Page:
What Are the Top Destinations for Nighttime Scuba Diving?
In the field, you may be surprised by the ubiquitous smartphone ding that indicates a new email. Even if you don’t have service, many of these apps will remain handy.
When you visit Italy, you want to see Italy—not other tourists. But the country is a pretty popular place to visit. In fact, tens of millions of visitors descend on it every year. Here are a few places you should go to avoid most of them.
It seems like the list of natural wonders withering under the ravages of climate change gets longer every day—from the shrinking snow atop Mount Kilimanjaro to the dying Great Barrier Reef. Many will be gone, or nearly extinct, within the coming decades, so the clock is ticking on your chance to see them.
Gone are the days of lugging around travel tomes with dog-eared pages. In the digital era, all that info is jammed in a Smartphone-size package. And sure, you can still download entire guidebooks in app form—as with Fodor’s City Guides ($4.99) or Rick Steves’ audio tours—but those versions hardly take advantage of the latest in digital travel resources.
When you’re in Miami for 48 hours, you’re only limited by the amount of sleep you need to grab. This tropical city of long, crystalline beaches on the Atlantic Ocean can be a near-endless playground for outdoor sports on land and sea during the day—if you know where to look—and arguably the country’s rowdiest party town at night (apologies to New Orleans).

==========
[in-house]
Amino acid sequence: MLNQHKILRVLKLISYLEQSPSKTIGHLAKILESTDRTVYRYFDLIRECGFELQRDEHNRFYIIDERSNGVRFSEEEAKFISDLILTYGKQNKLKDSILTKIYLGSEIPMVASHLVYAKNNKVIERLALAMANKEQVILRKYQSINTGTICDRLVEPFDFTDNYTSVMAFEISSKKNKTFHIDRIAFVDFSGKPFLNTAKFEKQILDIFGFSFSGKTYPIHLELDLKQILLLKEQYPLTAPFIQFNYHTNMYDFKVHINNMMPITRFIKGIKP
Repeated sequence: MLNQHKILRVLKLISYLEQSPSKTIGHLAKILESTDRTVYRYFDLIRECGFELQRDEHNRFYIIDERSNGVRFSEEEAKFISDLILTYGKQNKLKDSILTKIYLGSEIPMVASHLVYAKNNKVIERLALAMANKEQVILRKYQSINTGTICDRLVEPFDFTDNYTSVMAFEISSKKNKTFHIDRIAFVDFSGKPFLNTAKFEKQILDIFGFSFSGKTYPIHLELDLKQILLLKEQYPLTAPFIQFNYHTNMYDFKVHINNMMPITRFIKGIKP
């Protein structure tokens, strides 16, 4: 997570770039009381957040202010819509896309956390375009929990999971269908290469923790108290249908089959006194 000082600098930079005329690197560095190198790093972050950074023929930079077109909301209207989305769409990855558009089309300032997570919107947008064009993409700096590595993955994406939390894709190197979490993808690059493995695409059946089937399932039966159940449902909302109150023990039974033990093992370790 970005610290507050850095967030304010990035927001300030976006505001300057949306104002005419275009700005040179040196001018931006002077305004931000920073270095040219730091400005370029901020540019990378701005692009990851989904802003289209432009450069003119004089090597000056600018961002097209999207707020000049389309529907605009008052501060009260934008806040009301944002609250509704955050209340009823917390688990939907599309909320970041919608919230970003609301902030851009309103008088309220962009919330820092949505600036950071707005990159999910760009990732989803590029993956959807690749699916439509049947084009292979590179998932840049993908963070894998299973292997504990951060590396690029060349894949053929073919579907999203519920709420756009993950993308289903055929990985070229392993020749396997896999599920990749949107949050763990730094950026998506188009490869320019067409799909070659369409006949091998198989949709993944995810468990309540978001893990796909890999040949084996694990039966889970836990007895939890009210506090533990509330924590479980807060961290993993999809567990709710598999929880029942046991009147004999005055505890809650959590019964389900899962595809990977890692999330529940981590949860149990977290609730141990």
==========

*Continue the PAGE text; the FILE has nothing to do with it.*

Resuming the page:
It’s a new golden era for outdoor baseball—one in which Major League ballparks go out of their way to evoke a sense of place.
Portland, Denver, San Francisco, Seattle, and Milwaukee might be the U.S.’s most widely acknowledged beer cities, but don’t discount the underdogs.
It’s not necessarily the facility that counts when you’re waking up at ungodly hours of the morning to clean and jerk—it’s the quality of the instructors, and the camaraderie of the friends who join you there.
If you want to run in the footsteps of Sir Roger Bannister, who famously ran the world’s first sub-four-minute mile, Oxford University is the place to go. Sixty years ago, on May 6, 1954, the then-25–year-old medical student broke through the tape at 3 minutes, 59.4 seconds on the campus’s Iffley Road track, since renamed the Sir Roger Bannister athletics track.
Despite light pollution, there are still many places to escape the city and see the stars.
As anyone who has ever downed a High Life in the shower knows, nude drinking is an excellent way to exercise free will while toasting our birthday-suited ancestors who drank fermented stag blood by moonlight.
Outdoor music festivals are becoming as much a part of the American summer as baseball games, barbecues, mosquito bites.
In certain circumstances, coverage could save you thousands of dollars and perhaps even your life. It’s an individual choice, so here’s what to consider when asking the question: To buy or not to buy?
Believe it or not, the question isn’t as crazy as it seems. There are actually a few different options for budding space tourists—though none are easy, or cheap.